It seems like every company wants to hire a data scientist, but identifying and attracting the right man or woman for the job is often more challenging than hiring managers anticipate. That’s because data science is a complex, multidisciplinary field with a small (yet highly diverse) pool of talent — and finding the right fit requires a precise mix of preparation and process.

On Thursday, September 7, in a free webinar, DataScience.com COO and Co-founder Jonathan Beckhardt will be sharing the best practices we’ve gathered over years of hiring data science talent. “How to Hire the Right Data Scientist” is being presented in partnership with executive recruiting firm Burtch Works, and will be cohosted by Linda Burtch, Burtch Works’ founder and managing director. 

During the webinar, Jonathan and Linda will touch on some of the biggest challenges companies face when recruiting, assessing, and hiring data scientists (as well as how companies keep the data scientists they’ve hired happy). Here’s a little preview of what will be covered:

1. Deciding if your company is really ready for a data scientist. With the average data scientist salary in the six-figure range, most companies can’t afford to make mistakes. Yes, data scientists can change your business for the better, but only if you already have the right processes in place, like data collection and business intelligence capabilities. (You can read more on this subject in DataScience.com CEO Ian Swanson’s article, “Are You Ready to Hire a Data Scientist?”)

2. Identifying your data science goals and matching those goals to specific data science skill sets. No two data scientists will have the same set of skills — in fact, data scientists surveyed by O’Reilly Media for its 2016 Data Science Salary Report had expertise in 17 different programming languages, as well as dozens of different relational databases, big data platforms, BI dashboards, visualization and machine learning tools, and more. It’s vital that you already have a clear picture of what you’d like a data scientist to accomplish and how, otherwise you could end up hiring someone with the wrong skill set.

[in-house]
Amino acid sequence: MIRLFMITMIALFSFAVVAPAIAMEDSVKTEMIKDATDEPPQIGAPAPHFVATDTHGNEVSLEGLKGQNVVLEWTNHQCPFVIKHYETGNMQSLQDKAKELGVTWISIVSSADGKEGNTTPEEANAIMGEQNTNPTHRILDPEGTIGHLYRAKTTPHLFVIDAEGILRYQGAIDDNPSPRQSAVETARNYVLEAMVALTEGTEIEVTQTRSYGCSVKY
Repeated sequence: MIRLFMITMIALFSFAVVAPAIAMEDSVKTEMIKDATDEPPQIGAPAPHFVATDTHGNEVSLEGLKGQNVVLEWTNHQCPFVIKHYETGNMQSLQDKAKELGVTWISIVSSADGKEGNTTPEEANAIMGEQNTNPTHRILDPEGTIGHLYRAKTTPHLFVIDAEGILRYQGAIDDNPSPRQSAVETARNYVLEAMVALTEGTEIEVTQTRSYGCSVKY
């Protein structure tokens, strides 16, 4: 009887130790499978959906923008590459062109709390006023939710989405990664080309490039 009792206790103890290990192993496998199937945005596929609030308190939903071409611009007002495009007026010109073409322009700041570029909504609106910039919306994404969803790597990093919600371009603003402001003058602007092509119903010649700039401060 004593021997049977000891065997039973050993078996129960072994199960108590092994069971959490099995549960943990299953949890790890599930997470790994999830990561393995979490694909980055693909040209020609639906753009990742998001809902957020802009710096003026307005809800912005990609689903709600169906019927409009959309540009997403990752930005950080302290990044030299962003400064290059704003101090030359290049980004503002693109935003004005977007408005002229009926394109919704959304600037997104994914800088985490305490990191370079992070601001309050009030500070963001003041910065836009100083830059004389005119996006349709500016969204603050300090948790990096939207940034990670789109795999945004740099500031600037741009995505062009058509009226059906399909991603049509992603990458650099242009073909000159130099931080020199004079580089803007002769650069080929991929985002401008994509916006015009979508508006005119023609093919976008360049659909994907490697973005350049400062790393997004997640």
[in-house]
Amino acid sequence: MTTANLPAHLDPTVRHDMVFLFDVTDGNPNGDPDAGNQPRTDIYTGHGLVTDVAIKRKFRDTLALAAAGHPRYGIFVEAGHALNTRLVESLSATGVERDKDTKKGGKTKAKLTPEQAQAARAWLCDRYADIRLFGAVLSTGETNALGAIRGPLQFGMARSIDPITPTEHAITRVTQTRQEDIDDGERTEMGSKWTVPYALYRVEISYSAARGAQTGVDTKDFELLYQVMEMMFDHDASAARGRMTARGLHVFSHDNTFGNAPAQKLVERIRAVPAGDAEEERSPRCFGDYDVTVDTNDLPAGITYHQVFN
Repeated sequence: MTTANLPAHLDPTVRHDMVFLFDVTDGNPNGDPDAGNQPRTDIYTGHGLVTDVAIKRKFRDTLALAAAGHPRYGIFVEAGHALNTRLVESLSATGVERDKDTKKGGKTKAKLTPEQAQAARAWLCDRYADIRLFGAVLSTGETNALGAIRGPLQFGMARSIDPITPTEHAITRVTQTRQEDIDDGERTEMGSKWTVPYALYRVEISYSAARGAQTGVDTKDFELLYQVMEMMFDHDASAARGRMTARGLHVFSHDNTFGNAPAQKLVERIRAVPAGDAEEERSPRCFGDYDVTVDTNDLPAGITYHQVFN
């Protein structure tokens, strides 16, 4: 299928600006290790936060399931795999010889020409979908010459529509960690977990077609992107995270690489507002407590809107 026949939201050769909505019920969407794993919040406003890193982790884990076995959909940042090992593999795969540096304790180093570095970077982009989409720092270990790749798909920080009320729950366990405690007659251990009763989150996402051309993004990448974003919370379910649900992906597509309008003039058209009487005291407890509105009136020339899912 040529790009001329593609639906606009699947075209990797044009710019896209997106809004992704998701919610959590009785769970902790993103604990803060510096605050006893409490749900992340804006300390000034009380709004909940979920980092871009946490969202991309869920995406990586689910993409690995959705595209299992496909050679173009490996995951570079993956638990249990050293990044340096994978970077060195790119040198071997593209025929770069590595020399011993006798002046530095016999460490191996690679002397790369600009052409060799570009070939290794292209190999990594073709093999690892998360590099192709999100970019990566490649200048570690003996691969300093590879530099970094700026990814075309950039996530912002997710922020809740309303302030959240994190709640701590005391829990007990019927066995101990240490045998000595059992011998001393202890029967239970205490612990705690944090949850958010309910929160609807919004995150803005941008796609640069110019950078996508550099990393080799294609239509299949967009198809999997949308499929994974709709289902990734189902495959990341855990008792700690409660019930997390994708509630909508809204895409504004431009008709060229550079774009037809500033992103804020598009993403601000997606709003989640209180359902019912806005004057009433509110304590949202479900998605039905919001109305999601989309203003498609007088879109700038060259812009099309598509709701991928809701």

3. Building an interview process that assesses both technical and non-technical skills. The popular phrase “unicorn data scientist” refers to the mythical combination of statistical knowledge and business acumen every data scientist supposedly possesses. During the webinar, you’ll learn how to create an interview process that evaluates a data scientist’s ability to do the technical aspects of his or her job, as well as his or her aptitude for communicating recommendations and results to decision makers.

4. Attracting and retaining quality talent. IBM predicts that demand for data scientists will only continue to grow, with job openings for data scientists, data developers, and data engineers reaching nearly 700,000 by 2020. But with demand already far exceeding supply, attracting and retaining data scientists is a challenge all on its own. Find out what data scientists look for in a position initially, and what company benefits make them stay.